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Case: 18-10260 Document: 00515042973 Page: 1 Date Filed: 07/22/2019 IN THE UNITED STATES COURT OF APPEALS FOR THE FIFTH CIRCUIT No. 18-10260 United States Court of Appeals Fifth Circuit FILED 20/20 COMMUNICATIONS, INCORPORATED, Plaintiff - Appellant July 22, 2019 Lyle W. Cayce Clerk v. LENNOX CRAWFORD, Defendant – Appellee ********************************************* Consolidated with 19-10050 20/20 COMMUNICATIONS, INCORPORATED, Plaintiff - Appellant v. RANDALL BLEVINS; KATHY DIGRUILLES; JAMES COBBLE; BRINA HEALY; JULIA MUCHEKE-BARRETT; PETER SALDORIGA; LOREN SIMPSON; CHARLES SMITH; BENJAMIN STANCZIK; FREDDIE TUBBS; KYIL WAITS; DEBORAH BUFFAMANTI; DAVID VINE; JUAN CASTILLO; LENNOX CRAWFORD; THOMAS DEMIRIS; KIMBERLY KOPPELMAN; REDWAN NEGASH, Defendants - Appellees Appeals from the United States District Court for the Northern District of Texas Case: 18-10260 Document: 00515042973 Page: 2 Date Filed: 07/22/2019 No. 18-10260 c/w 19-10050 Before SMITH, BARKSDALE, and HO, Circuit Judges. JAMES C. HO, Circuit Judge: The parties entered an arbitration agreement that permits the arbitrator to “hear only individual claims,” and prohibits arbitration “as a class or collective action . . . to the maximum extent permitted by law.” An arbitrator nevertheless commenced a class arbitration under this agreement, on the theory that the parties’ class arbitration bar is prohibited by federal law. The question before us today is not whether the arbitrator’s class arbitration decision is correct, but whether class arbitration should have been an issue for the arbitrator, rather than a court, to decide in the first place. Ordinarily, courts must refrain from interfering with arbitration proceedings. But as our sister circuits have held, and as we now hold today, class arbitration is a “gateway” issue that must be decided by courts, not arbitrators—absent clear and unmistakable language in the arbitration clause to the contrary. And no such contrary language exists here. Quite the opposite, in fact: As noted, the arbitration agreement permits individual arbitrations only, and it explicitly prohibits arbitrators from commencing class arbitrations to the maximum extent permitted by law. That language is, at best, in substantial tension with—and in any event, not clear and unmistakable support for—the notion that the parties authorized the arbitrator to decide the gateway issue of class arbitration. Accordingly, we hold that courts, not arbitrators, must decide the gateway issue of class arbitration presented here, and accordingly remand for further proceedings. I. 20/20 Communications, Inc. is a national direct-sales and marketing company. The company employs field sales managers and requires as a 2 Case: 18-10260 Document: 00515042973 Page: 3 Date Filed: 07/22/2019 No. 18-10260 c/w 19-10050 condition of employment that they sign the company’s Mutual Arbitration Agreement. That agreement contains, among other provisions, a class arbitration bar, under which employees agree to bring only individual actions, and not class or collective actions, to arbitration. A number of field sales managers filed separate individual arbitration claims, but later amended them to assert identical class claims. In response, 20/20 sought a declaration in federal district court that the issue of class arbitrability is a gateway issue for the court rather than the arbitrator to decide, and that the class arbitration bar does indeed foreclose class arbitration. See 20/20 Commc’ns, Inc. v. Blevins, No. 4:16-cv-00810-Y (N.D. Tex.) (Means, J.) (“Blevins”). During the pendency of the federal district court proceedings in Blevins, some employees asked their individual arbitrators to issue clause construction awards holding that the class arbitration bar is prohibited by the National Labor Relations Act. Of the six arbitrators who issued clause construction awards, one concluded that the class arbitration bar is indeed unenforceable under the NLRA. In response, 20/20 filed a new action in federal district court to vacate that arbitrator’s clause construction award invalidating the class arbitration bar. The district court rejected 20/20’s request and instead confirmed the clause construction award. See 20/20 Commc’ns, Inc. v. Crawford, No. 4:17cv-929-A (N.D. Tex.) (McBryde, J.) (“Crawford”). 20/20 appealed that ruling. After we heard oral argument in Crawford, the district court in Blevins held that the arbitration agreement authorized the arbitrator, rather than the court, to determine class arbitrability, and dismissed the complaint accordingly. 20/20 has now appealed that ruling as well. We consolidated Blevins and Crawford for purposes of appeal, and now decide both appeals here. 3 Case: 18-10260 Document: 00515042973 Page: 4 Date Filed: 07/22/2019 No. 18-10260 c/w 19-10050 II. When parties agree to arbitrate certain disputes, courts naturally expect those parties to resolve those disputes before an arbitrator, rather than a court. Certain threshold questions of arbitrability, however, are typically reserved for courts to decide, absent “clear and unmistakable” language in the arbitration agreement to the contrary. Henry Schein, Inc. v. Archer and White Sales, Inc., 139 S. Ct. 524, 530 (2019) (citing First Options of Chicago, Inc. v. Kaplan, 514 U.S. 938, 944 (1995)). For example, if parties dispute whether they in fact ever agreed to arbitrate at all, such questions of contract formation are considered “gateway” issues that presumptively must be decided by courts, not arbitrators. Rent-A-Center, West, Inc. v. Jackson, 561 U.S. 63, 68–69 (2010). The principal question presented in these appeals is whether the availability of class arbitration, like contract formation, is a gateway issue that a court must decide, in the absence of clear and unmistakable language subjecting such questions of arbitrability to an arbitrator rather than a court. To date, the Supreme Court has not decided whether class arbitrability is such a gateway issue. See Lamps Plus, Inc. v. Varela, 139 S. Ct. 1407, 1417 n.4 (2019). Nor have we. 1 But a number of our sister circuits have—and all of them have concluded that class arbitrability is a gateway issue. See Del Webb Cmtys., Inc. v. Carlson, 817 F.3d 867, 877 (4th Cir. 2016); Reed Elsevier, Inc. ex rel. LexisNexis Div. v. Crockett, 734 F.3d 594, 599 (6th Cir. 2013); Herrington v. Waterstone Our decision in Pedcor Mgmt. Co., Inc. Welfare Benefit Plan v. Nations Personnel of Texas, Inc., 343 F.3d 355 (5th Cir. 2003), did not decide the issue. As our court has explained, Pedcor “did not . . . stand for the proposition that the availability of class determination must always be decided by the arbitrator.” Robinson v. J & K Admin. Mgmt. Servs., Inc., 817 F.3d 193, 196 (5th Cir. 2016). Rather, Pedcor holds only that, “if parties agree to submit the issue of arbitrability to the arbitrator, then the availability of class or collective arbitration is a question for the arbitrator instead of the court.” Id. at 197 (emphasis added). 1 4 Case: 18-10260 Document: 00515042973 Page: 5 Date Filed: 07/22/2019 No. 18-10260 c/w 19-10050 Mortg. Corp., 907 F.3d 502, 506–07 (7th Cir. 2018); Catamaran Corp. v. Towncrest Pharmacy, 864 F.3d 966, 972 (8th Cir. 2017); Eshagh v. Terminix Int’l Co., L.P., 588 F. App’x 703, 704 (9th Cir. 2014) (unpublished); JPay, Inc. v. Kobel, 904 F.3d 923, 935–36 (11th Cir. 2018). We agree with our sister circuits and hold today that class arbitrability is a gateway issue for courts, not arbitrators, to decide, absent clear and unmistakable language to the contrary. Like our sister circuits, we regard the decision to arbitrate a dispute as a class, rather than on an individual basis, as a threshold question of arbitrability, because class arbitrations differ from individual arbitrations in fundamental ways. As the Supreme Court has repeatedly observed, “[t]he class action is ‘an exception to the usual rule that litigation is conducted by and on behalf of the individual named parties only.’” Wal-Mart Stores, Inc. v. Dukes, 564 U.S. 338, 348 (2011) (quoting Califano v. Yamasaki, 442 U.S. 682, 700–01 (1979)). After all, in a class action, “[t]he arbitrator’s award no longer purports to bind just the parties to a single arbitration agreement, but adjudicates the rights of absent parties as well.” Stolt-Nielsen S.A. v. AnimalFeeds Int’l Corp., 559 U.S. 662, 686 (2010) (citation omitted). This is not just a difference in form—it has significant practical and substantive consequences as well. Class actions dramatically increase not only the size but also the complexity of the dispute. See, e.g., AT&T Mobility LLC v. Concepcion, 563 U.S. 333, 348 (2011) (noting that class arbitration “makes the process slower, more costly, and more likely to generate procedural morass than final judgment”). That is not just because there are more parties involved. It is also because, as our sister circuits have observed, class actions raise important due process concerns. See, e.g., Reed Elsevier, 734 F.3d at 598; Catamaran, 864 F.3d at 972. Because class actions bind not only named parties, but also countless unnamed parties as well, due process requires that 5 Case: 18-10260 Document: 00515042973 Page: 6 Date Filed: 07/22/2019 No. 18-10260 c/w 19-10050 absent parties “be afforded notice, an opportunity to be heard, and a right to opt out of the class.” AT&T Mobility, 563 U.S. at 349. That raises the costs and reduces the efficiency of arbitration. See, e.g., Catamaran, 864 F.3d at 972. In addition, one of the perceived benefits of arbitration, in contrast to litigation, is the protection of the privacy and confidentiality of the parties. That privacy and confidentiality is threatened in a class arbitration, thereby “frustrating the parties’ assumptions when they agreed to arbitrate.” StoltNielsen, 559 U.S. at 686. See also, e.g., Catamaran, 864 F.3d at 971–72 (same). So we have no difficulty agreeing with our sister circuits who have described the availability of class arbitration as “a foundational question of arbitrability.” Herrington, 907 F.3d at 507. We hold that class arbitrability is a gateway issue. III. Having determined that class arbitration is a gateway issue that is presumptively decided by courts, not arbitrators, our next task is to determine whether the parties here clearly and unmistakably agreed to allow the arbitrator to determine that issue. See, e.g., First Options, 514 U.S. at 944. The arbitration agreement at issue in these appeals contains the following language, permitting individual arbitrations only and prohibiting class arbitrations to the maximum extent permitted by law: “[T]he parties agree that this Agreement prohibits the arbitrator from consolidating the claims of others into one proceeding, to the maximum extent permitted by law. This means that an arbitrator will hear only individual claims and does not have the authority to fashion a proceeding as a class or collective action or to award relief to a group of employees in one proceeding, to the maximum extent permitted by law.” (Emphasis added.) We conclude that this class arbitration bar operates not only to bar class arbitrations to the maximum extent permitted by law, but also to foreclose any 6 Case: 18-10260 Document: 00515042973 Page: 7 Date Filed: 07/22/2019 No. 18-10260 c/w 19-10050 suggestion that the parties meant to disrupt the presumption that questions of class arbitration are decided by courts rather than arbitrators. After all, it is difficult for us to imagine why parties would categorically prohibit class arbitrations to the maximum extent permitted by law, only to then take the time and effort to vest the arbitrator with the authority to decide whether class arbitrations shall be available. Having closed the door to class arbitrations to the fullest extent possible, why would the parties then re-open the door to the possibility of class arbitrations, by announcing specific procedures to govern how such determinations shall be made? In all events, we find nothing in the arbitration agreement that gives such authority to the arbitrator with the clear and unmistakable language required by Supreme Court precedent. For their part, the employees cite three provisions that vest the arbitrator with various general powers: • “If Employer and Employee disagree over issues concerning the formation or meaning of this Agreement, the arbitrator will hear and resolve these arbitrability issues.” • “The arbitrator selected by the parties will administer the arbitration according to the National Rules for the Resolution of Employment Disputes (or successor rules) of the American Arbitration Association (‘AAA’) except where such rules are inconsistent with this Agreement, in which case the terms of this Agreement will govern.” (Emphasis added.) • “Except as provided below, Employee and Employer, on behalf of their affiliates, successors, heirs, and assigns, both agree that all disputes and claims between them . . . shall be determined exclusively by final and binding arbitration.” (Emphasis added.) 7 Case: 18-10260 Document: 00515042973 Page: 8 Date Filed: 07/22/2019 No. 18-10260 c/w 19-10050 Divorced from other provisions of the arbitration agreement (most notably, the class arbitration bar), these three provisions could arguably be construed to authorize arbitrators to decide gateway issues of arbitrability such as class arbitration. Under the first provision cited by the employees, for example, the availability of class arbitration (and perhaps even the specific question of whether the class arbitration bar is “permitted by law”) is arguably a dispute over the “meaning” of the agreement. The incorporation of AAA rules in the second cited provision is also arguably relevant here, considering that Rule 3 of the AAA Supplementary Rules for Class Arbitration provides that the arbitrator is empowered to determine class arbitrability. And the third provision states in broad terms that “all disputes and claims between them” shall be determined by the arbitrator, language arguably capacious enough under this court’s previous rulings to include disputes over class arbitrability. See Robinson v. J & K Admin. Mgmt. Servs., Inc., 817 F.3d 193, 196 (5th Cir. 2016) (“[W]hen an agreement includes broad coverage language, such as a contract clause submitting ‘all disputes, claims, or controversies arising from or relating to’ the agreement to arbitration, then the availability of class or collective arbitration is an issue arising out of the agreement that should be determined by the arbitrator.”). Whether these provisions, standing alone, clearly and unmistakably empower the arbitrator to decide questions of class arbitrability is a question we ultimately need not answer, however. Because when we compare these provisions with the class arbitration bar at issue in this case, we conclude that none of them state with the requisite clear and unmistakable language that arbitrators, rather than courts, shall decide questions of class arbitrability. To begin with, two of these provisions include express exception clauses (as highlighted above). These exception clauses expressly negate any effect these provisions might have in the event they conflict with any other provision 8 Case: 18-10260 Document: 00515042973 Page: 9 Date Filed: 07/22/2019 No. 18-10260 c/w 19-10050 of the arbitration agreement—as they plainly do here in light of the class arbitration bar. And even putting aside the exception clauses, none of these provisions speak with any specificity to the particular matter of class arbitrations. The class arbitration bar, by contrast, specifically prohibits arbitrators from arbitrating disputes as a class action, and permits the arbitration of individual claims only. See, e.g., Baton Rouge Oil and Chem. Workers Union v. ExxonMobil Corp., 289 F.3d 373, 377 (5th Cir. 2002) (“It is a fundamental axiom of contract interpretation that specific provisions control general provisions.”) (citing RESTATEMENT (SECOND) OF CONTRACTS § 203(c) (“specific terms and exact terms are given greater weight than general language”)). Accordingly, the provisions cited by the employees do not clearly and unmistakably overcome the legal presumption—reinforced as it is here by the class arbitration bar—that courts, not arbitrators, must decide the issue of class arbitration. *** In Blevins, we reverse the judgment of the district court and remand for further proceedings consistent with this opinion. In Crawford, we vacate the judgment of the district court and remand with instructions to dismiss the case as moot, in light of our holding today that the proposed class arbitration in this case is a gateway issue for the court, rather than the arbitrator, to decide. 9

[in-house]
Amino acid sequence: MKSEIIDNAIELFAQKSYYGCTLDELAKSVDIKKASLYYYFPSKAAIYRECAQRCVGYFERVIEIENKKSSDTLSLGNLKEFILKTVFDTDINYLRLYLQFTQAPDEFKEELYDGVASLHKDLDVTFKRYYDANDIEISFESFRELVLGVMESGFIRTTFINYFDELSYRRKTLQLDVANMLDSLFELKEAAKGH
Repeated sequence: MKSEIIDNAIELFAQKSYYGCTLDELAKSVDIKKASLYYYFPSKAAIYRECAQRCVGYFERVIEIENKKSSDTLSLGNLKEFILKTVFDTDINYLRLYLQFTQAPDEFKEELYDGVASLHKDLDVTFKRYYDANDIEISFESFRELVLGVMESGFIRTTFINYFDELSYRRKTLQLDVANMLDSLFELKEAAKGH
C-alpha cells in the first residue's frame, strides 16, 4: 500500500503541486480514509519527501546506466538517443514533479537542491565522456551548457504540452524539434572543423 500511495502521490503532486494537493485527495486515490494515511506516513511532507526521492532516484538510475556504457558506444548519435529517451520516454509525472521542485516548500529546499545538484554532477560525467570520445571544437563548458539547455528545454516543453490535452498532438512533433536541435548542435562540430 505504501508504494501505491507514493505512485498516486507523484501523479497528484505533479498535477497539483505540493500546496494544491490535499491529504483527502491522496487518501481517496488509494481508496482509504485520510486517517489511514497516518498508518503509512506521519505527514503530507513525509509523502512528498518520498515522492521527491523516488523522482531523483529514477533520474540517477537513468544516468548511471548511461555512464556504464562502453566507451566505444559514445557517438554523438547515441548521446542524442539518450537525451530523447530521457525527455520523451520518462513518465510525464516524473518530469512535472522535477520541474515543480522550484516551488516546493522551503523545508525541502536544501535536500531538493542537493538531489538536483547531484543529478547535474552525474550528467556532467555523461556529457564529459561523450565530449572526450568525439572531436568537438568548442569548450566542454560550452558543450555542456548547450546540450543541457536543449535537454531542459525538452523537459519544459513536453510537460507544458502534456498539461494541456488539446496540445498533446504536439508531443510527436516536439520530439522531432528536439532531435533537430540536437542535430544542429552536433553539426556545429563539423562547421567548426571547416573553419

Primary Holding

Class arbitration is a "gateway" issue that must be decided by courts, not arbitrators—absent clear and unmistakable language in the arbitration clause to the contrary.